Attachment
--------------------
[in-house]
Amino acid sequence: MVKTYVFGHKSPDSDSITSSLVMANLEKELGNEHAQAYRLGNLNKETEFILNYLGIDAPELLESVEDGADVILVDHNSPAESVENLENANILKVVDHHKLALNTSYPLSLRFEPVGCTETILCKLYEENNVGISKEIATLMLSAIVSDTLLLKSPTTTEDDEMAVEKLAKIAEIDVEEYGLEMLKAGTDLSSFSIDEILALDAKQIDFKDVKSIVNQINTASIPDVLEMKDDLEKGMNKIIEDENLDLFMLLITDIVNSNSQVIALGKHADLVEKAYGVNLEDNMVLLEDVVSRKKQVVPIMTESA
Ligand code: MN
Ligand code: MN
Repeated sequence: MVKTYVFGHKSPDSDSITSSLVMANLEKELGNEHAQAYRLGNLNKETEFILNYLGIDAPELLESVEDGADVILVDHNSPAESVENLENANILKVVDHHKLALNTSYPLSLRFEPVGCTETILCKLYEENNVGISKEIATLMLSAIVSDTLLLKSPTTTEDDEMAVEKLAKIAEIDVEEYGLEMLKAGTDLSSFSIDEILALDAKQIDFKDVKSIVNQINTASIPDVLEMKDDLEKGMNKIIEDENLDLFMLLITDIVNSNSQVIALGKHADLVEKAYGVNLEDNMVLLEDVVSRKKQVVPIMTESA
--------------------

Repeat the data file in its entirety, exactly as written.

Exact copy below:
[in-house]
Amino acid sequence: MVKTYVFGHKSPDSDSITSSLVMANLEKELGNEHAQAYRLGNLNKETEFILNYLGIDAPELLESVEDGADVILVDHNSPAESVENLENANILKVVDHHKLALNTSYPLSLRFEPVGCTETILCKLYEENNVGISKEIATLMLSAIVSDTLLLKSPTTTEDDEMAVEKLAKIAEIDVEEYGLEMLKAGTDLSSFSIDEILALDAKQIDFKDVKSIVNQINTASIPDVLEMKDDLEKGMNKIIEDENLDLFMLLITDIVNSNSQVIALGKHADLVEKAYGVNLEDNMVLLEDVVSRKKQVVPIMTESA
Ligand code: MN
Ligand code: MN
Repeated sequence: MVKTYVFGHKSPDSDSITSSLVMANLEKELGNEHAQAYRLGNLNKETEFILNYLGIDAPELLESVEDGADVILVDHNSPAESVENLENANILKVVDHHKLALNTSYPLSLRFEPVGCTETILCKLYEENNVGISKEIATLMLSAIVSDTLLLKSPTTTEDDEMAVEKLAKIAEIDVEEYGLEMLKAGTDLSSFSIDEILALDAKQIDFKDVKSIVNQINTASIPDVLEMKDDLEKGMNKIIEDENLDLFMLLITDIVNSNSQVIALGKHADLVEKAYGVNLEDNMVLLEDVVSRKKQVVPIMTESA